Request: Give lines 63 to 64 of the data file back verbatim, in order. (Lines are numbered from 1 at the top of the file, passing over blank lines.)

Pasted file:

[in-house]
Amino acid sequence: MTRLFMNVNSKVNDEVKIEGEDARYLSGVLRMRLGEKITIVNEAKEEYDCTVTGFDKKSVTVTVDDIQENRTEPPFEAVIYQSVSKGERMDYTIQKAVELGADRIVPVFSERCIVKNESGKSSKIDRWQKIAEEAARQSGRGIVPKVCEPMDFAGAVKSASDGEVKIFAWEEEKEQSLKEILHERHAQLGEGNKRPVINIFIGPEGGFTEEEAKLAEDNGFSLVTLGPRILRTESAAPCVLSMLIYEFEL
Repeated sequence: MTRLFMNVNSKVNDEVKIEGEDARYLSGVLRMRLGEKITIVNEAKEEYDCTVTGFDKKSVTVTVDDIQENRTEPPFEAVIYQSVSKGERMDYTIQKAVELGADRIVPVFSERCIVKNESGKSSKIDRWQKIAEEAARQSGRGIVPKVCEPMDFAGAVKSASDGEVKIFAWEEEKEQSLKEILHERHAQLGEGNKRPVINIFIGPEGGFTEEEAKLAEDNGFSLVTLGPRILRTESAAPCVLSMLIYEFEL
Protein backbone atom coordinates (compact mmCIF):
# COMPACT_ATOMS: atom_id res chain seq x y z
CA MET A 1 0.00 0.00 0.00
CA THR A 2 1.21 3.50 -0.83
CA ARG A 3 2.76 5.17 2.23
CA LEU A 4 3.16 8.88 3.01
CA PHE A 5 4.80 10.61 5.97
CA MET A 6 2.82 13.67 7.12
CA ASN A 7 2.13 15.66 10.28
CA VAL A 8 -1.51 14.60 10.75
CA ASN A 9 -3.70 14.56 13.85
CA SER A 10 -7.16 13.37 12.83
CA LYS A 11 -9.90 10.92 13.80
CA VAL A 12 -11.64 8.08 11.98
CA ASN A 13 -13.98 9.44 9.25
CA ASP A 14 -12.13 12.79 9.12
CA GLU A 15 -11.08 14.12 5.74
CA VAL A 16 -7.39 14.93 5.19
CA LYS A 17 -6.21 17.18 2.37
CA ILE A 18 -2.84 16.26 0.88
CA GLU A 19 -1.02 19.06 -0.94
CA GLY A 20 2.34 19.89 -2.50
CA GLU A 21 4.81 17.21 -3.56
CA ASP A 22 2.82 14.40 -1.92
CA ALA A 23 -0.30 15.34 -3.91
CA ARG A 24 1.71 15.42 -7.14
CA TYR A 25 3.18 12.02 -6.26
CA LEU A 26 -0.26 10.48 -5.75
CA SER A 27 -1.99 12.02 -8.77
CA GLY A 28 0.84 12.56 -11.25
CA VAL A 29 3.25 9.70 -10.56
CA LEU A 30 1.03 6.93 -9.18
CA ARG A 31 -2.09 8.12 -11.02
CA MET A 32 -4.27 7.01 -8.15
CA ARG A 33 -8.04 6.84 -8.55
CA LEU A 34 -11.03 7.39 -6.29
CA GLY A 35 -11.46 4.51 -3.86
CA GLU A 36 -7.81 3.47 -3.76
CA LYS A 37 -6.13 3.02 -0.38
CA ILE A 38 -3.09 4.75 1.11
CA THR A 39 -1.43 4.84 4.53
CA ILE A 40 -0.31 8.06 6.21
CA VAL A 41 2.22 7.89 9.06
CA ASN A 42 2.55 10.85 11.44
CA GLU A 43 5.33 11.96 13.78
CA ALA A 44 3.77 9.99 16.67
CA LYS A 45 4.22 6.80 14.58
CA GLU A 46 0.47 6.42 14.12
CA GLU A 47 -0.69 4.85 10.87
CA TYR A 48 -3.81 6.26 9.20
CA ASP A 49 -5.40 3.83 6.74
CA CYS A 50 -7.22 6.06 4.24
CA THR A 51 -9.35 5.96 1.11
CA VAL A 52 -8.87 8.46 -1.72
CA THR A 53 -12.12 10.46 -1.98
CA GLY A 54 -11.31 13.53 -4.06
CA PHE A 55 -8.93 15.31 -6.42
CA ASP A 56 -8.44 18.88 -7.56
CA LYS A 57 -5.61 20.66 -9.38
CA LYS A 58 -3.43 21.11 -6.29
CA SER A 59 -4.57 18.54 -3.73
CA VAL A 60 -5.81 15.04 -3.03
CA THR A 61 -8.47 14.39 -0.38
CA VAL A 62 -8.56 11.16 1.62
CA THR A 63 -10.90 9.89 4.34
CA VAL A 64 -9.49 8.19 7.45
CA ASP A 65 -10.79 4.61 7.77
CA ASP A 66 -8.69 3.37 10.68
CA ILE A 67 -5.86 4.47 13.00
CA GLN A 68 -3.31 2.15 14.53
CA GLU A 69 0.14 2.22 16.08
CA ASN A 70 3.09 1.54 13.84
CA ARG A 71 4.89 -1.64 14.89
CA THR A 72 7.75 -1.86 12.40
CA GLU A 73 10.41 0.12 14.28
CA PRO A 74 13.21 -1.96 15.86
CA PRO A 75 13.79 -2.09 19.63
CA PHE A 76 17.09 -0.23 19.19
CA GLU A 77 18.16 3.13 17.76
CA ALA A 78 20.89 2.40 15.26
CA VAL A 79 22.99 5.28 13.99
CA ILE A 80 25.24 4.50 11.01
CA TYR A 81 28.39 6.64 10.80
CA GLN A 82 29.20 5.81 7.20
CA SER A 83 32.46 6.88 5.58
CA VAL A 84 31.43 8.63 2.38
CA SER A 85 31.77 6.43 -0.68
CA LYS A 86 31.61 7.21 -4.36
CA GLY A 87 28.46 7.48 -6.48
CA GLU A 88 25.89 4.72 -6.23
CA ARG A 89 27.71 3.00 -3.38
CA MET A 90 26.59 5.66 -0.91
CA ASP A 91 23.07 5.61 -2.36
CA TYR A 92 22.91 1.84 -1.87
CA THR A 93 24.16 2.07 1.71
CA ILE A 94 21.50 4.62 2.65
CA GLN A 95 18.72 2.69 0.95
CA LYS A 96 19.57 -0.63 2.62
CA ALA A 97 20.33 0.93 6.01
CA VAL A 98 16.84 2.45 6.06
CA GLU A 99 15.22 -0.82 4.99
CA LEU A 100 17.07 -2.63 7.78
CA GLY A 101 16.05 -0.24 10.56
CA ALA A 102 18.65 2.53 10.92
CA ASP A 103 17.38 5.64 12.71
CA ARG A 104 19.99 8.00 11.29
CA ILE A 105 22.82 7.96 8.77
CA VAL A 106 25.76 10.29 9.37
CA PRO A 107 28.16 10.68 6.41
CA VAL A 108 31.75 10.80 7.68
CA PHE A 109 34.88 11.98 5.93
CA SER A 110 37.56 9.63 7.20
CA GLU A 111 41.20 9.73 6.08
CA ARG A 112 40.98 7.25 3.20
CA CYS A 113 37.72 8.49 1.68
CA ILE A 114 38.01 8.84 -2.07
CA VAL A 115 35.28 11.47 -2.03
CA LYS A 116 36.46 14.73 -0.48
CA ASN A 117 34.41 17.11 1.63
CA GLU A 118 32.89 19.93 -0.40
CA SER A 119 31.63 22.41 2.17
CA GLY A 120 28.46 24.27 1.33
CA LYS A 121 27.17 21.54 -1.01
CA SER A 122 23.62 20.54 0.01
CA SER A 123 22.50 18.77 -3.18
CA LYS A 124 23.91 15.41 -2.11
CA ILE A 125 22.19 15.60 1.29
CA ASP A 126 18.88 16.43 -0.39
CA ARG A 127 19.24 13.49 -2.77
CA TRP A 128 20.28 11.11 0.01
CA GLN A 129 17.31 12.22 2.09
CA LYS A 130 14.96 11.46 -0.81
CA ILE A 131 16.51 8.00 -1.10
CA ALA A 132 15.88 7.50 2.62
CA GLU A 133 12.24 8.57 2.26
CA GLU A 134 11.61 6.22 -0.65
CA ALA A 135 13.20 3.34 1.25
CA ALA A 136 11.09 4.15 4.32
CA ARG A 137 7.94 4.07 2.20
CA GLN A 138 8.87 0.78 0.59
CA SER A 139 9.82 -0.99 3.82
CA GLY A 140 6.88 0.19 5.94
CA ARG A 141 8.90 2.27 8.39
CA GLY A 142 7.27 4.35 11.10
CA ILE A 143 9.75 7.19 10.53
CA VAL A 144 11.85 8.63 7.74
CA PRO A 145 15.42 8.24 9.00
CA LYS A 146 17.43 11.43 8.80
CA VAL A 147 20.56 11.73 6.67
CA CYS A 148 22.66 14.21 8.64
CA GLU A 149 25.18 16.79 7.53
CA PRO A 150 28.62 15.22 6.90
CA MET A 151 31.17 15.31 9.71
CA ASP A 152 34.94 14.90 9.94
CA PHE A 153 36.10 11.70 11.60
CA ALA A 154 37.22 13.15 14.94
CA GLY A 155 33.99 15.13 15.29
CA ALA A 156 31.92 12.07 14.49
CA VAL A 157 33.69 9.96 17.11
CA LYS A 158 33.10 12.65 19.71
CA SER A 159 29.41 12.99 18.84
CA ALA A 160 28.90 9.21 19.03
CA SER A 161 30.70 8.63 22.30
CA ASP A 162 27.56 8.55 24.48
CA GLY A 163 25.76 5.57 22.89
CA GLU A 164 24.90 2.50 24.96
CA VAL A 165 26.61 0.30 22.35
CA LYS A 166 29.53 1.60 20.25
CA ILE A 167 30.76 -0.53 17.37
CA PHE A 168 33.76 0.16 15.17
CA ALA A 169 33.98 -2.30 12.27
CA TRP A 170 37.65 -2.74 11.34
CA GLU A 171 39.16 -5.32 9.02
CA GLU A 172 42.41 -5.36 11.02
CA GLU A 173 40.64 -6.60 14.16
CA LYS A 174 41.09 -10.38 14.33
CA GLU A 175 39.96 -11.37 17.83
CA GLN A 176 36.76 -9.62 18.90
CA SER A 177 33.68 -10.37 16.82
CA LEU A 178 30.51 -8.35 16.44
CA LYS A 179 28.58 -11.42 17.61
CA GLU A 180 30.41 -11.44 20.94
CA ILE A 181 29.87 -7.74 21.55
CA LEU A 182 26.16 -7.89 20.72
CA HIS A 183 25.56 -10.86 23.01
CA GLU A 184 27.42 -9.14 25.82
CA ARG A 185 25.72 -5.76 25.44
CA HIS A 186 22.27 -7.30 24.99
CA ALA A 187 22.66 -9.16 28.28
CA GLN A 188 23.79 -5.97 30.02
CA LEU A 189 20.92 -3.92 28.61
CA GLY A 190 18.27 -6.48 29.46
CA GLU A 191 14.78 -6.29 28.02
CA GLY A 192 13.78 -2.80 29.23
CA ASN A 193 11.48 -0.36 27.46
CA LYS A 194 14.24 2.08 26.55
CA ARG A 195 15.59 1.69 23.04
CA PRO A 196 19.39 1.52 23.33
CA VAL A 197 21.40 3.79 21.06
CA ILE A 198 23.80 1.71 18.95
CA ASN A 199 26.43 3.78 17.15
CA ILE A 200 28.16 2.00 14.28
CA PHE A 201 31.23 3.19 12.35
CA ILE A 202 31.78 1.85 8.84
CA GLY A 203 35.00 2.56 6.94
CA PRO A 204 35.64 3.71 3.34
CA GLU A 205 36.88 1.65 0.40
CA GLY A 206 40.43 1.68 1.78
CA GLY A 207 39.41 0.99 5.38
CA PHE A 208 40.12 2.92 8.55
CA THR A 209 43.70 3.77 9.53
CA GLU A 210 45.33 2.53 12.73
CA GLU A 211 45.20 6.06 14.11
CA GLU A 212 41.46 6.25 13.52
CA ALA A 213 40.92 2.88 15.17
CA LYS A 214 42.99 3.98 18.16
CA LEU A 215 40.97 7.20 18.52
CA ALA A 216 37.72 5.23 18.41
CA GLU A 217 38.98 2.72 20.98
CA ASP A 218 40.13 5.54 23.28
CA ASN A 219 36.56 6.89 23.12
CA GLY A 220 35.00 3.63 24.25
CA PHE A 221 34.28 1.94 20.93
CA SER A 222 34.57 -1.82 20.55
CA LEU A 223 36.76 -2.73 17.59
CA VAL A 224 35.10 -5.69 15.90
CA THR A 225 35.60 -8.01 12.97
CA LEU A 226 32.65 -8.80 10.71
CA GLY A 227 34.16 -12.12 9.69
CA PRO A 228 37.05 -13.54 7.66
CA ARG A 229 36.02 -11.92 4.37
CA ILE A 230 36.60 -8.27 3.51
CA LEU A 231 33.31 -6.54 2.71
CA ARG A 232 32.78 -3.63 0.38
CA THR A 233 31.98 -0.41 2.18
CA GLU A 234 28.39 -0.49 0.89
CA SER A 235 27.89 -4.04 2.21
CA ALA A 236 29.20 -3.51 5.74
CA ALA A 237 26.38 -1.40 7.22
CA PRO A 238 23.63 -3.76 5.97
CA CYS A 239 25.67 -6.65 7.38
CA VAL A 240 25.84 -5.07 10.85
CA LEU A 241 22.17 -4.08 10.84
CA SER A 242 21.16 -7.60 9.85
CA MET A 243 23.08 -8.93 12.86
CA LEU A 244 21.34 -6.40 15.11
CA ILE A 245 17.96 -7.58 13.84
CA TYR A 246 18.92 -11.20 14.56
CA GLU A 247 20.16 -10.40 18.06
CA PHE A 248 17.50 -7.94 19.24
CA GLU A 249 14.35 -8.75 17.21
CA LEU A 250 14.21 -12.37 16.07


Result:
CA LYS A 58 -3.43 21.11 -6.29
CA SER A 59 -4.57 18.54 -3.73